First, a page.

Scavvies...they did not read the wording of this clue at all. I got so many toys from pre-90s movies, or direct-to-DVD/VHS movies... I also got a lot of 101 dalmations toys. That movie came out in the sixties, people, (even though it enjoyed a theatrical re-release period in 1991).

Item #67: Why do you cherish that tea cosy so much, mother? I daresay you love it even more than your own daughter. It's just an old tea cosy, mother. It's just a ratty old Mr. T cosy...

The Mr. T cosy is my guilty pleasure item. I did not write this item. Rather, it was thrust upon me by the Scav Muse. I woke up one morning, turned on the light in my bathroom, and immediately thought "Tea cosy! Tea cosy? Uh...uh...Mr. T cosy!" Very strange. I was pleased with each one I saw. They were all unique and special. I hope they are also all in use. If you know of one that is lying around unwanted, I would love to take it off your hands.

Item #68: A Trojan horse made out of Trojans (R), or your preferred method of birth control. Caution: 'pulling out' may be too insubstantial to build with.

FIST gave me some coathangers tied together. Ugh. Shoreland's was sticky. Sticky with lube. Some were made out of unwrapped condoms, others were made out of blown-up balloon animal type condoms. Some opened like true Trojan horses. Others did not. Some had viruses inside, which I thought was adorable.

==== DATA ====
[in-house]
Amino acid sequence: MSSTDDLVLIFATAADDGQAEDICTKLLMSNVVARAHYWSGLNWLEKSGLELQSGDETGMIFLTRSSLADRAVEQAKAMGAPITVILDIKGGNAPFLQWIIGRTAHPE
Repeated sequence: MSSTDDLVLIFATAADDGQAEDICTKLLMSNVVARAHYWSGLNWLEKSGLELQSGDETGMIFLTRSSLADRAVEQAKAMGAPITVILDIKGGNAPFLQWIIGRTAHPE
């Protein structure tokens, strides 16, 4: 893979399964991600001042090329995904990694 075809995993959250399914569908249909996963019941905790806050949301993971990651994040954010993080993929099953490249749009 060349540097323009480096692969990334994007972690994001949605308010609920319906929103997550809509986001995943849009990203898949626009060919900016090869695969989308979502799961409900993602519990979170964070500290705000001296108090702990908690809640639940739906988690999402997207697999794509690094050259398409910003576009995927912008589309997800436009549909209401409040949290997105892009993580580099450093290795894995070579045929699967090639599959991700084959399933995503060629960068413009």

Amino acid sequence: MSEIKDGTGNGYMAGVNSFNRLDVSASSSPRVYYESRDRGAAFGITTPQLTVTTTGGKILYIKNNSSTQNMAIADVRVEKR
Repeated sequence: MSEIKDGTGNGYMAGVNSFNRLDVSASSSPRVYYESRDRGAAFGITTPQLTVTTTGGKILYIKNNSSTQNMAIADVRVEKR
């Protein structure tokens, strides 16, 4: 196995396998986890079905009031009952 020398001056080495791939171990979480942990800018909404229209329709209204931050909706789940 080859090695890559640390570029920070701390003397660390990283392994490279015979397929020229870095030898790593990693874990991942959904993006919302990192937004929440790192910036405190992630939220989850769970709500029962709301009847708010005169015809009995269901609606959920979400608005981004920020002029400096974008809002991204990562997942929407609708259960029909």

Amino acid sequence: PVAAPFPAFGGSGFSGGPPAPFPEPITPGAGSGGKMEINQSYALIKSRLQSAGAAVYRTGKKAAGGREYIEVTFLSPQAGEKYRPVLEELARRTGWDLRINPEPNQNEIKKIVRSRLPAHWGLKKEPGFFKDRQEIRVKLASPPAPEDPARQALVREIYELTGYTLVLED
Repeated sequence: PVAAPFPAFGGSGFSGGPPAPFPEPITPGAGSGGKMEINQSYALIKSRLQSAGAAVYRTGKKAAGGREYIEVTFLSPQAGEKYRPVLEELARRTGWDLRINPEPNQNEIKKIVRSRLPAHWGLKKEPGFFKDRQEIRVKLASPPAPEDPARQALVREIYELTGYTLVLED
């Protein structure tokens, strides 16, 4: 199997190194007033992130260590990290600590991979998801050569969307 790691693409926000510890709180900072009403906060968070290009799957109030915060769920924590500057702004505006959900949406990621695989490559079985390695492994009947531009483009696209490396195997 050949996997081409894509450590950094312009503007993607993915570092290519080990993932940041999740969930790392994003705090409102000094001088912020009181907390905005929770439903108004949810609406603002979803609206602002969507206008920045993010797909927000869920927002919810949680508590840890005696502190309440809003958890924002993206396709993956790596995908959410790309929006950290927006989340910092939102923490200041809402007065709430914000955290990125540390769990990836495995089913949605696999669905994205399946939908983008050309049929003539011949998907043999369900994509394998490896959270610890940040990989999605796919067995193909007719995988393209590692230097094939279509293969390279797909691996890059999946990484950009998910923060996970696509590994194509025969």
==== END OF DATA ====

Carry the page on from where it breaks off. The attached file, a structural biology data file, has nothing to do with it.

Item #69: This one time I dreamed I was eating a giant marshmallow, but when I woke up my pillow was gone. I would so like to see that pillow again. Err, on second thought, bring me a new marshmallow pillow, along with its non-marshmallow pillow case.

Once again, this is an item that was done or it wasn't. I tested each for softness and deliciousness. I felt somewhat diabetic by the end of it. Actually, some teams just gave me a bunch of individual marshmallows inside a cloth bag. Tsk tsk.

Item #70: An 879-page completed and bound dissertation. It'll be three times more fun than finding a 293-page completed and bound dissertation!!

Some judges placed a bet on whether or not this item would be completed. I actually received three. Worst completion goes to MacPierce, who gave me a dissertation that was like...50 pages more than 879!

Item #71: R.O.B. Is this real octopus butter? Or perhaps a randy optometrist barrier? You know what we want, and it's not a rub on the behind.